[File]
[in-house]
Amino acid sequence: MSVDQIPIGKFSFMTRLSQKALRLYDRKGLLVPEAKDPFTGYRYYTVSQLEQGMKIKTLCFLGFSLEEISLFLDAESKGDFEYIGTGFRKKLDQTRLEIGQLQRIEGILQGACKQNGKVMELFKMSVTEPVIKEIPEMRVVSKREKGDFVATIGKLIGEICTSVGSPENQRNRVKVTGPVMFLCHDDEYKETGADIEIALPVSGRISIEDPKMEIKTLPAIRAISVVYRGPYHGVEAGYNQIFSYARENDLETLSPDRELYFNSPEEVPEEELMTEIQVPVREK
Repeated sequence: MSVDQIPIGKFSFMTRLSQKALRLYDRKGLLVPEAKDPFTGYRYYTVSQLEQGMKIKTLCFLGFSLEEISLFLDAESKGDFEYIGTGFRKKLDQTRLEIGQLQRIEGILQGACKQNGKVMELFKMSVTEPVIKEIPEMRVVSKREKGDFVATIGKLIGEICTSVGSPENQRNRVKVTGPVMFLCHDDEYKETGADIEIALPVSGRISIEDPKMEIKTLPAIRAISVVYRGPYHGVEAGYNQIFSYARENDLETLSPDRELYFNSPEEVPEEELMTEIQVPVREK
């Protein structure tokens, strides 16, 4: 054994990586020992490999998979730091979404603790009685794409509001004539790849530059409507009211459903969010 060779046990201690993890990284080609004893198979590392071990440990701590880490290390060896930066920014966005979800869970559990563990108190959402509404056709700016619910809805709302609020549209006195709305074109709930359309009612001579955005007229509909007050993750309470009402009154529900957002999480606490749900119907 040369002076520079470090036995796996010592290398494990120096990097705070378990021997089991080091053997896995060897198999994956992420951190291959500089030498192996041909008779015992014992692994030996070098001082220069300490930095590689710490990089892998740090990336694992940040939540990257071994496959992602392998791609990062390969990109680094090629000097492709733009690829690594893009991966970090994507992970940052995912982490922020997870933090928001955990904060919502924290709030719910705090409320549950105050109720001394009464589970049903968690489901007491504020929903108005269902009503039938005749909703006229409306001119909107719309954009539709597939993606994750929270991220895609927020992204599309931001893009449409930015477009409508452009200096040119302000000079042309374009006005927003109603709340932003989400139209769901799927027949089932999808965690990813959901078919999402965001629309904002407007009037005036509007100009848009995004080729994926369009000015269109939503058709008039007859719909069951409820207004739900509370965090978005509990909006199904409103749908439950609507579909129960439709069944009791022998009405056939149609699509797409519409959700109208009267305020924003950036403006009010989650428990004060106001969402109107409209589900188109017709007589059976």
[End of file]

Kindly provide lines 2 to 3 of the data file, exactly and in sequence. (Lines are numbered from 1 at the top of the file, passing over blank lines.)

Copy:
Amino acid sequence: MSVDQIPIGKFSFMTRLSQKALRLYDRKGLLVPEAKDPFTGYRYYTVSQLEQGMKIKTLCFLGFSLEEISLFLDAESKGDFEYIGTGFRKKLDQTRLEIGQLQRIEGILQGACKQNGKVMELFKMSVTEPVIKEIPEMRVVSKREKGDFVATIGKLIGEICTSVGSPENQRNRVKVTGPVMFLCHDDEYKETGADIEIALPVSGRISIEDPKMEIKTLPAIRAISVVYRGPYHGVEAGYNQIFSYARENDLETLSPDRELYFNSPEEVPEEELMTEIQVPVREK
Repeated sequence: MSVDQIPIGKFSFMTRLSQKALRLYDRKGLLVPEAKDPFTGYRYYTVSQLEQGMKIKTLCFLGFSLEEISLFLDAESKGDFEYIGTGFRKKLDQTRLEIGQLQRIEGILQGACKQNGKVMELFKMSVTEPVIKEIPEMRVVSKREKGDFVATIGKLIGEICTSVGSPENQRNRVKVTGPVMFLCHDDEYKETGADIEIALPVSGRISIEDPKMEIKTLPAIRAISVVYRGPYHGVEAGYNQIFSYARENDLETLSPDRELYFNSPEEVPEEELMTEIQVPVREK